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Stem Cell Agency Awards $43M for Research Site at UCSD

The San Diego Consortium for Regenerative Medicine moved closer to building a shared stem cell research facility May 7 with a pledge by the state stem cell agency to fund the project with $43 million.

The consortium is comprised of the Burnham Institute for Medical Research, The Scripps Research Institute, the Salk Institute for Biological Studies and UC San Diego. Money from the taxpayer-funded California Institute for Regenerative Medicine will help pay for a four-story research facility near the Torrey Pines Gliderport.

Altogether, the governing board for the California Institute for Regenerative Medicine voted to dole out $271 million to a dozen institutions. The institutions had originally requested $336 million.

The local consortium requested $50 million, the maximum amount allowable under agency guidelines, and came in second behind Stanford University for receiving the most grant dollars. It will use the $43 million from CIRM along with about $72 million in donor and institutional funds to pay for the $115 million building. With faculty recruitment and other administrative costs, the project is estimated at $155 million.

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“It is gratifying to see that the extraordinary support that the citizens of California placed in the potential of stem cell research to improve the health of all people is now becoming a reality,” said Dr. Edward Holmes, the consortium’s president and a former head of UCSD’s medical school, in a statement.

Combining Scientific Resources

Researchers from all four institutions will have use of the building, which will serve as a place where scientists from a variety of disciplines combine expertise to bring new drugs and diagnostics to the market.

Research conducted there is envisioned to drive understanding of the fundamental biology of stem cells, where basic discoveries and technologies are translated to develop tools such as in vitro assays and in vivo models for drug discovery and where drug candidates and procedures for treating human disease are developed.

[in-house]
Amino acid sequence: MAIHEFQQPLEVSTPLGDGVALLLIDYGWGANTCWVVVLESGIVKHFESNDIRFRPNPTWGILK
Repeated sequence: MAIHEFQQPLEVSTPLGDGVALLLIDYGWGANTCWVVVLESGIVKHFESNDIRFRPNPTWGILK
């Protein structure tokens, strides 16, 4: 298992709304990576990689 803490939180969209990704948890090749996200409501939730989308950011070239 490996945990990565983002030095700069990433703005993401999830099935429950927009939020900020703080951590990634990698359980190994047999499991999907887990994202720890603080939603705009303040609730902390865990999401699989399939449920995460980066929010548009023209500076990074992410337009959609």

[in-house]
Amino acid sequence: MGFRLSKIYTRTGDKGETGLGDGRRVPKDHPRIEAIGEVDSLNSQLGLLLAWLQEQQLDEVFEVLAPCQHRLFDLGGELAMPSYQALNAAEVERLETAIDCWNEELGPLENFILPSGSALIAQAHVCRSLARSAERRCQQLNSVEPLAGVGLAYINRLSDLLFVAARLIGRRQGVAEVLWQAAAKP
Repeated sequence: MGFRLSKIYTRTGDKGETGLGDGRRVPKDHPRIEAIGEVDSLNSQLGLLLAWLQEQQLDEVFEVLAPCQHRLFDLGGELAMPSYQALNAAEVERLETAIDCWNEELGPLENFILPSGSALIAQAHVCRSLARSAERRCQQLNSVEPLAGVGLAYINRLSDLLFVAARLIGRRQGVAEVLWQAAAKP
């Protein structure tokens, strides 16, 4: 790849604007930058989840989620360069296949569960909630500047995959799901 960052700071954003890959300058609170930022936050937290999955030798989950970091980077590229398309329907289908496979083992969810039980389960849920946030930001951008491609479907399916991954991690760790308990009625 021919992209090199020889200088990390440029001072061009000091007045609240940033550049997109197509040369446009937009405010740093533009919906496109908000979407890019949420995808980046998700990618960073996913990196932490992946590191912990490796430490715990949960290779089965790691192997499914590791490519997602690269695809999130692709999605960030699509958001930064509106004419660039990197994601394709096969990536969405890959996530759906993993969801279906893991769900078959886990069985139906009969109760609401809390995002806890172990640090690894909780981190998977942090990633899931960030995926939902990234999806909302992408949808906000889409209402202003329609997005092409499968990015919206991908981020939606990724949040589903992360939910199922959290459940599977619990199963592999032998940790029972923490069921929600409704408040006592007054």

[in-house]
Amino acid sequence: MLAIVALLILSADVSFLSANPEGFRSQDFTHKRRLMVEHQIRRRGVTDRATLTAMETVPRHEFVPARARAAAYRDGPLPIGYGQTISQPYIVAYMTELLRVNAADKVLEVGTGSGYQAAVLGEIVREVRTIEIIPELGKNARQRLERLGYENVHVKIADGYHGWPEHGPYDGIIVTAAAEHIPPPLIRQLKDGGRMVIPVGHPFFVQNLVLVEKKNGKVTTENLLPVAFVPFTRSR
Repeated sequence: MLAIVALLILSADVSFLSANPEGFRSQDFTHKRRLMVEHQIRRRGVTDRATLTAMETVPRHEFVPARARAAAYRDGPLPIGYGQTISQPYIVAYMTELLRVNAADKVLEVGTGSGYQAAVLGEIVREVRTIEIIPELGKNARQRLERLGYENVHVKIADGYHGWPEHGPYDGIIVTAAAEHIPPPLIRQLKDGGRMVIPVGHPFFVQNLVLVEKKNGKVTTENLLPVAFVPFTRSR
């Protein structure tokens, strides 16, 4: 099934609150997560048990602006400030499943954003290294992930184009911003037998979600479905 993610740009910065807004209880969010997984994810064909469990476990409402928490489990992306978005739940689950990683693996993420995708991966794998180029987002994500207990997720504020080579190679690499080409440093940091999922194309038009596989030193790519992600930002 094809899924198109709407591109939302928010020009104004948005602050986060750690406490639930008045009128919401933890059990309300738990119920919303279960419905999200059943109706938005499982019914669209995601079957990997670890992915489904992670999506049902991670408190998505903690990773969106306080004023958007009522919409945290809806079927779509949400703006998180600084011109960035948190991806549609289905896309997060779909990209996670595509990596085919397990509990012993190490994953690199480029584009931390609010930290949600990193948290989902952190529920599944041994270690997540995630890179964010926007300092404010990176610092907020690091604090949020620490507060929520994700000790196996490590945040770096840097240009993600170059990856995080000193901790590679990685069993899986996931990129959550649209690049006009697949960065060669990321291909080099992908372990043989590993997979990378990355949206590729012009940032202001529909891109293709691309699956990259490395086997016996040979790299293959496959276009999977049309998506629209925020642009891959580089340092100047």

One key design element is the facility’s “open” laboratories. No walls separate research teams and open staircases directly connect laboratories on all floors.

The purpose of the open design is to expand the opportunities for scientists to meet and interact.

The building, being developed by San Diego-based Lankford & Associates Inc., will feature an auditorium and space for training.

Meetings for the Southern California Stem Cell Consortium will move to the new venue.

Space is also provided to house 10 to 15 young scientists straight out of residency or fellowship programs.

The local consortium said it hopes to break ground by the first quarter of 2009.

The structure would meet federal requirements for green construction by incorporating systems that reclaim half the water that would otherwise be discharged and maximize use of natural ventilation and lighting.

The 7.5-acre site, owned by the UCSD, is within walking distance from the four institutions.

It is also home to one of two flight parks in the nation listed on the National Register of Historic Places, and the only park located on the coast.

Some have expressed concerns about the proposed site’s proximity to the Torrey Pines Gliderport, saying that activities there might not be possible with the new facility positioned in its most popular landing path.

The pilots have asked the State Historical Resources Commission to consider expanding the gliderport’s boundaries, but the move may not halt construction of the site.


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